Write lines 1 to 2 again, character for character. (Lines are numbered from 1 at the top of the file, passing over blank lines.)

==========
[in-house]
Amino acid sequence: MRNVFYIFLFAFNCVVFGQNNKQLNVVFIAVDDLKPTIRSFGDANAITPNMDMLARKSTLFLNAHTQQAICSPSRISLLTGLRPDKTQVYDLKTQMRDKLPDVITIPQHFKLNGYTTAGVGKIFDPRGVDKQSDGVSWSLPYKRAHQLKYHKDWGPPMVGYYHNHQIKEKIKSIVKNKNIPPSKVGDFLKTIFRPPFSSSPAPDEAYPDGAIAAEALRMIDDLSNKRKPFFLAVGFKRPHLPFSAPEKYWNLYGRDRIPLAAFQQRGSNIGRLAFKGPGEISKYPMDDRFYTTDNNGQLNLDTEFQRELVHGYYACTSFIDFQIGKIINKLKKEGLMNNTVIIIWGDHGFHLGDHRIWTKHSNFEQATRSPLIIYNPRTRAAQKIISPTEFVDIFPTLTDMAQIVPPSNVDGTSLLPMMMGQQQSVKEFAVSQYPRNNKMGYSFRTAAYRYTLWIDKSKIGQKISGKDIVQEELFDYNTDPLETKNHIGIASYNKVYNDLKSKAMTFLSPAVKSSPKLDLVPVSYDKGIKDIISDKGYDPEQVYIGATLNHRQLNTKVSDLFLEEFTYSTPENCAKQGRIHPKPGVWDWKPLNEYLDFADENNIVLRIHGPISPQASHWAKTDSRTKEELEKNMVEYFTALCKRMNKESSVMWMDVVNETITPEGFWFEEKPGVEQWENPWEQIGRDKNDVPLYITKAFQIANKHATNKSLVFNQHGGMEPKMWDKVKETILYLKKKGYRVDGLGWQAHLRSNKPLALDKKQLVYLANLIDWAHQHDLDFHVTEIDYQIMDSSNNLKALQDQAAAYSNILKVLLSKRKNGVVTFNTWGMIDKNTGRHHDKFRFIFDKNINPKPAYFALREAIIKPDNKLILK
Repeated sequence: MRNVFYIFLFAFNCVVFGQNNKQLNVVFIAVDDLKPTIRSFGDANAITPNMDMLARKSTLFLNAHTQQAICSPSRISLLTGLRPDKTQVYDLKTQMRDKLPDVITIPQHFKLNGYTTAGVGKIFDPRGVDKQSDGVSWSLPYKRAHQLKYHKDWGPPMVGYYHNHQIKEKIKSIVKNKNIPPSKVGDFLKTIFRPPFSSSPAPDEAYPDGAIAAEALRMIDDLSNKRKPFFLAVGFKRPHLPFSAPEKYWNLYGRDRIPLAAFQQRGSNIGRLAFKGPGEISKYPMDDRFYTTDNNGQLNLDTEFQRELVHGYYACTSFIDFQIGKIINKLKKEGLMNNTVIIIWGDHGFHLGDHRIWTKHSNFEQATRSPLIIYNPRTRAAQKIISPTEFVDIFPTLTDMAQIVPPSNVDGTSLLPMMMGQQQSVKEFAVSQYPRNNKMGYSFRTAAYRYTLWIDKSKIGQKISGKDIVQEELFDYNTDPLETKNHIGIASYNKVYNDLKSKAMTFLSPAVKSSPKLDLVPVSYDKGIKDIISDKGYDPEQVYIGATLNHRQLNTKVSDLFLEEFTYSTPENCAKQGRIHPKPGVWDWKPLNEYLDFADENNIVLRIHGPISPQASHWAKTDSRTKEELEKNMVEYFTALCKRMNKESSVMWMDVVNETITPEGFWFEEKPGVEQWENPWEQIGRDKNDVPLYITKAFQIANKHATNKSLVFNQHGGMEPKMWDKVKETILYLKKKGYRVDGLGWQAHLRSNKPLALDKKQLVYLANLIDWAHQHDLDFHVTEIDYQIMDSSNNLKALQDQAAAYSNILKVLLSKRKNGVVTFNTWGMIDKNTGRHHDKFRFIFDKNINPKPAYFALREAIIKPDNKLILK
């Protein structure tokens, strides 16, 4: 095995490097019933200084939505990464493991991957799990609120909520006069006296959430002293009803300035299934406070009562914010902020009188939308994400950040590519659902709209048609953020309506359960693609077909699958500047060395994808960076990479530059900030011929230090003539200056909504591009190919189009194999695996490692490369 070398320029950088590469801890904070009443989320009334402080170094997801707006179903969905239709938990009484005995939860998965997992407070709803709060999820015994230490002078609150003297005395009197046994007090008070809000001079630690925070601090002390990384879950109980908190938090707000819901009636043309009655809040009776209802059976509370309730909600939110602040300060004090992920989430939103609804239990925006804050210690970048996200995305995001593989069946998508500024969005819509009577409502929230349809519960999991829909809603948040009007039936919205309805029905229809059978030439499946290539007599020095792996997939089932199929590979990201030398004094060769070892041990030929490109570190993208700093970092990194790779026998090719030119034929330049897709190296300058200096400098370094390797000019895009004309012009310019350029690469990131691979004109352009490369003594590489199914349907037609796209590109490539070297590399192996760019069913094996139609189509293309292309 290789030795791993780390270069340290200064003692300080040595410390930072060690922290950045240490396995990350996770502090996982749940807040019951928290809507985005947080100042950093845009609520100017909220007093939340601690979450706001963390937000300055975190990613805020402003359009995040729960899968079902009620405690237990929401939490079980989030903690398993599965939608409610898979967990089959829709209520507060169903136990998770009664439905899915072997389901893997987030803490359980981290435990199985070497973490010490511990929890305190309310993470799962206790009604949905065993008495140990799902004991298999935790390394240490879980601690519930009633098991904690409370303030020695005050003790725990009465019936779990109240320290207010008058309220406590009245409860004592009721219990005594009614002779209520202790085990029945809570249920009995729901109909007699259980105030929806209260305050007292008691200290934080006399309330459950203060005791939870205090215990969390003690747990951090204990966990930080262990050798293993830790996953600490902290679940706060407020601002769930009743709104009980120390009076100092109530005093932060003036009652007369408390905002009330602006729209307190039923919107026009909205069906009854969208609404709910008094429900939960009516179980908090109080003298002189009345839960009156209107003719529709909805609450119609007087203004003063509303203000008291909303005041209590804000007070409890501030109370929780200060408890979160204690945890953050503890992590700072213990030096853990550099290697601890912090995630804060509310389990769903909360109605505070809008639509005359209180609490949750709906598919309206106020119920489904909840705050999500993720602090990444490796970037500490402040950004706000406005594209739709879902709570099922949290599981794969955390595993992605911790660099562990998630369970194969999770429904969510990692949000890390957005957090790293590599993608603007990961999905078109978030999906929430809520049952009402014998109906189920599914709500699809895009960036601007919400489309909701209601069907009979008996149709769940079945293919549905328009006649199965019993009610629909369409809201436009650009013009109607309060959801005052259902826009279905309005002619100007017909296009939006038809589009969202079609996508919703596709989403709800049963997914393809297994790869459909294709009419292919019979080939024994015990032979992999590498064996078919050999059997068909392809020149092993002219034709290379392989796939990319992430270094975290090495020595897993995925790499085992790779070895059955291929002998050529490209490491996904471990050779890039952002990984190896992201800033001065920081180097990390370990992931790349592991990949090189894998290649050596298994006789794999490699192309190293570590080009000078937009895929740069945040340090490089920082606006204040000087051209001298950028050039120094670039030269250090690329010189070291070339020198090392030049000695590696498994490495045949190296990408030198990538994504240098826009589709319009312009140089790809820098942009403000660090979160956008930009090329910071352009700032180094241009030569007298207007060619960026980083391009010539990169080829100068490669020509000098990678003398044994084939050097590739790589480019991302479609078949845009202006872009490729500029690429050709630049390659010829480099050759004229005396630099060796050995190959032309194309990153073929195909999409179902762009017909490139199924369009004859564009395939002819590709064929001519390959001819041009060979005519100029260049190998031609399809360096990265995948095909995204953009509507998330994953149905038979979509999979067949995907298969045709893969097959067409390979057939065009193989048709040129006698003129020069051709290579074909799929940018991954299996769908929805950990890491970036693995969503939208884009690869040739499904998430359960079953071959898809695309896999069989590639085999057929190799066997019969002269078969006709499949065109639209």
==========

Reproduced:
[in-house]
Amino acid sequence: MRNVFYIFLFAFNCVVFGQNNKQLNVVFIAVDDLKPTIRSFGDANAITPNMDMLARKSTLFLNAHTQQAICSPSRISLLTGLRPDKTQVYDLKTQMRDKLPDVITIPQHFKLNGYTTAGVGKIFDPRGVDKQSDGVSWSLPYKRAHQLKYHKDWGPPMVGYYHNHQIKEKIKSIVKNKNIPPSKVGDFLKTIFRPPFSSSPAPDEAYPDGAIAAEALRMIDDLSNKRKPFFLAVGFKRPHLPFSAPEKYWNLYGRDRIPLAAFQQRGSNIGRLAFKGPGEISKYPMDDRFYTTDNNGQLNLDTEFQRELVHGYYACTSFIDFQIGKIINKLKKEGLMNNTVIIIWGDHGFHLGDHRIWTKHSNFEQATRSPLIIYNPRTRAAQKIISPTEFVDIFPTLTDMAQIVPPSNVDGTSLLPMMMGQQQSVKEFAVSQYPRNNKMGYSFRTAAYRYTLWIDKSKIGQKISGKDIVQEELFDYNTDPLETKNHIGIASYNKVYNDLKSKAMTFLSPAVKSSPKLDLVPVSYDKGIKDIISDKGYDPEQVYIGATLNHRQLNTKVSDLFLEEFTYSTPENCAKQGRIHPKPGVWDWKPLNEYLDFADENNIVLRIHGPISPQASHWAKTDSRTKEELEKNMVEYFTALCKRMNKESSVMWMDVVNETITPEGFWFEEKPGVEQWENPWEQIGRDKNDVPLYITKAFQIANKHATNKSLVFNQHGGMEPKMWDKVKETILYLKKKGYRVDGLGWQAHLRSNKPLALDKKQLVYLANLIDWAHQHDLDFHVTEIDYQIMDSSNNLKALQDQAAAYSNILKVLLSKRKNGVVTFNTWGMIDKNTGRHHDKFRFIFDKNINPKPAYFALREAIIKPDNKLILK